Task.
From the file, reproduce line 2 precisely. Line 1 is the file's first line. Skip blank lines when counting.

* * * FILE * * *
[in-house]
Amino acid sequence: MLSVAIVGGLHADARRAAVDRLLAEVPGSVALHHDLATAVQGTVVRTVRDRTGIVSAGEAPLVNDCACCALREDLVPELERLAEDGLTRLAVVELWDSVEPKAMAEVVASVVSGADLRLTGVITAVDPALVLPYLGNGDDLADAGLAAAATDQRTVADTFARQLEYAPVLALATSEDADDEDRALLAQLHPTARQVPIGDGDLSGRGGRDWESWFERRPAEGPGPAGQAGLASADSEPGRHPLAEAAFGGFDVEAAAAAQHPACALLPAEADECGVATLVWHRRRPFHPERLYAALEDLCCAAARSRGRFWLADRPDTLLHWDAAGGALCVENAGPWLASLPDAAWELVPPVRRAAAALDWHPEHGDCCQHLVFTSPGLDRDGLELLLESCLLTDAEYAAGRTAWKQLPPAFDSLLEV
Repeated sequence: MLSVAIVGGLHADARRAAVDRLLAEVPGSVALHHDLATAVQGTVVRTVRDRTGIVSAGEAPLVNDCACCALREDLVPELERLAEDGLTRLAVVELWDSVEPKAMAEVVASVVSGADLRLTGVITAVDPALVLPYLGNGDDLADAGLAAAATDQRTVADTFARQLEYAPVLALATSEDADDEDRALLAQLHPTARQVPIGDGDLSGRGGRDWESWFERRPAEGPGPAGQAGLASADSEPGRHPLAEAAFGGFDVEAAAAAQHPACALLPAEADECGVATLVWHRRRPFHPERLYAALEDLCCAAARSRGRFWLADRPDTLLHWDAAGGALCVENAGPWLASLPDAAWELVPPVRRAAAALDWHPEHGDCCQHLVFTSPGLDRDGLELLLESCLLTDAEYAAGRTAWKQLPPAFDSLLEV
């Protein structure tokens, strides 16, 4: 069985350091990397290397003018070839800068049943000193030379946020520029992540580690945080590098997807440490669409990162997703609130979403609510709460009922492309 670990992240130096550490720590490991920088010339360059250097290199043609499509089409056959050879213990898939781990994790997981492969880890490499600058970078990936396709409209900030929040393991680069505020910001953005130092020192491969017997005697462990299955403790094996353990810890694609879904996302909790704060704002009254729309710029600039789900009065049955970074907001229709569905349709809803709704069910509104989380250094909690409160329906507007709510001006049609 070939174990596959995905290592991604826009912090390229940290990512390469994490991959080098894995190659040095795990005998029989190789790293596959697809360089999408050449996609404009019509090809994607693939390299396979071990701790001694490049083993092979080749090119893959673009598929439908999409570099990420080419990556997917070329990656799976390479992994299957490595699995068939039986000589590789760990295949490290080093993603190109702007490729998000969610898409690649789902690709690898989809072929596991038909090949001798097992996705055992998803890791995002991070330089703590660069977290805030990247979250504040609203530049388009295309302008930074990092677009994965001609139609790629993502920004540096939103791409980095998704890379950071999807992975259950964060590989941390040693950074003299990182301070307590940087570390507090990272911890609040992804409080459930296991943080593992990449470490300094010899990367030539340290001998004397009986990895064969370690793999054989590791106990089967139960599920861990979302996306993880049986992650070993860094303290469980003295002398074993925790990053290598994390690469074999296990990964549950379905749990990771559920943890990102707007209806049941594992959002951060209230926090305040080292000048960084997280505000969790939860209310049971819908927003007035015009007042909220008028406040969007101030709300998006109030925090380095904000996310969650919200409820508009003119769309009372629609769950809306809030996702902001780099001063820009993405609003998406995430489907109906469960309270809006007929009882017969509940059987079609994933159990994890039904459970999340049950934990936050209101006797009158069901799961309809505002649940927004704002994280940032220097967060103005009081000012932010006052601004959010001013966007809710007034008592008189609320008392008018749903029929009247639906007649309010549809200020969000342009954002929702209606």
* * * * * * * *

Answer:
Amino acid sequence: MLSVAIVGGLHADARRAAVDRLLAEVPGSVALHHDLATAVQGTVVRTVRDRTGIVSAGEAPLVNDCACCALREDLVPELERLAEDGLTRLAVVELWDSVEPKAMAEVVASVVSGADLRLTGVITAVDPALVLPYLGNGDDLADAGLAAAATDQRTVADTFARQLEYAPVLALATSEDADDEDRALLAQLHPTARQVPIGDGDLSGRGGRDWESWFERRPAEGPGPAGQAGLASADSEPGRHPLAEAAFGGFDVEAAAAAQHPACALLPAEADECGVATLVWHRRRPFHPERLYAALEDLCCAAARSRGRFWLADRPDTLLHWDAAGGALCVENAGPWLASLPDAAWELVPPVRRAAAALDWHPEHGDCCQHLVFTSPGLDRDGLELLLESCLLTDAEYAAGRTAWKQLPPAFDSLLEV